Meet U. – a talented and uneasy figure currently pimping his skills to an elite consultancy in contemporary London. His job title is ‘corporate anthropologist’; his employers expect him to hel decode and manipluate the world around them. But U. spends his days procrastinating, meandering through endless buffer-zones of information and growing obsessed wihtthe images with which this world bombards him on a daily basis: oil spills, African traffic jams, roller-blade processions, zombie parads. Is there a secret logic holding all these images together – a codex tat, once cracked, will unlock the master-meaning of our times? Might it have something to do with South Pacific Cargo Cults, or the dead parachutists in the news? Perphaps; perhaps not.
As U. oscillates between the visionary and the vagure, brilliance and bullshit, his disconnected notes from underground emerge as Satin Island, an impassioned and exquisite novel for our disjointed times.
First published by Jonathan Cape (Penguin Random House) in 2015.
A related article by Tom, published in the Guardian, can be found here.
A short film based on the novel, made with filmmaker Johan Grimonprez can be seen here, and another made with BBC’s Newsnight, can be seen here.
- Short-listed for the Goldsmiths Prize (2015)
- Short-listed for the Man Booker Prize (2015)
“Curiously satisfying…As if Kafka and J.G.Ballard had got together to write a Thomas Pynchon novel, with a volume of Nietzche to hand – yet for all that [Satin Island] is singular, original, and its somber way, profound”.
John Banville, The New York Review Of Books
A work of f***ing genius and I love the s*** out of it. He has knocked it thoroughly out of the park”.
Stuart Hammond, Dazed & Confused
“Dizzyingly ambitious…Reading a McCarthy novel is like being in a McCarthy novel: everything is part of a fizzing network, the scope of which can never be fully apprehended”.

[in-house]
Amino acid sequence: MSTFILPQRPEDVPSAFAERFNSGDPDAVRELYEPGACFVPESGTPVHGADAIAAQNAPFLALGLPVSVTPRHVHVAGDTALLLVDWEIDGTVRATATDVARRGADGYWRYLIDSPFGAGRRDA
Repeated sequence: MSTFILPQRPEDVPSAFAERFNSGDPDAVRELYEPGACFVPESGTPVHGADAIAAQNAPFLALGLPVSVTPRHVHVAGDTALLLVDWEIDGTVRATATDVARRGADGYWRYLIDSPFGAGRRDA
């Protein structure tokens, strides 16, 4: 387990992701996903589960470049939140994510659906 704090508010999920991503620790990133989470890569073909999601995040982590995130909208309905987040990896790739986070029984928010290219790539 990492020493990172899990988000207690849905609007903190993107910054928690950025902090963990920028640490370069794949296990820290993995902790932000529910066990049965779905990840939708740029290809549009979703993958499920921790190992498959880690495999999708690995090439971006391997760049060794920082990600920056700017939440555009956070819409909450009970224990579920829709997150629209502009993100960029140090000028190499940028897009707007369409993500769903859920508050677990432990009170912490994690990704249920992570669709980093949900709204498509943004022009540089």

“I read it in a sitting… [McCarthy’s] most accessible work, but that does not diminish its intellectual glint and rigour nor its stifled empathy and halting humanity”.
Stuart Kelly, Scotsman
“This novel of ideas is begging to be read and reread for meaning with pens, diagrams, and maybe even a dossier or two thrown in for good measure”. Publishers Weekly
“Curiously satisfying… As if Kafka and J.G.Ballard had got together to write a Thomas Pynchon novel, with a volume of Nietzche to hand – yet for all that [Satin Island] is singular, original, and in its somber way, profound”. John Banville, The New York Review of Books
“A strange, seductive, many-tentacled new novel that manages in barely 200 pages to name rather a lot of what’s taking place (ed: in contemporary society)”. The Boston Globe
“Dazzling…Satin Island transcends the lifelessness of the dutifully plotted tale”. The Atlantic
“Smart, shimmering and thought-provoking. (McCarthy is) a born novelist, a pretty fantastic one, who has figured out a way to make cultural theory funny, scary and suspenseful — in other words, compulsively readable.”. New York Times
“Dazzling, funny”. Nashua Telegraph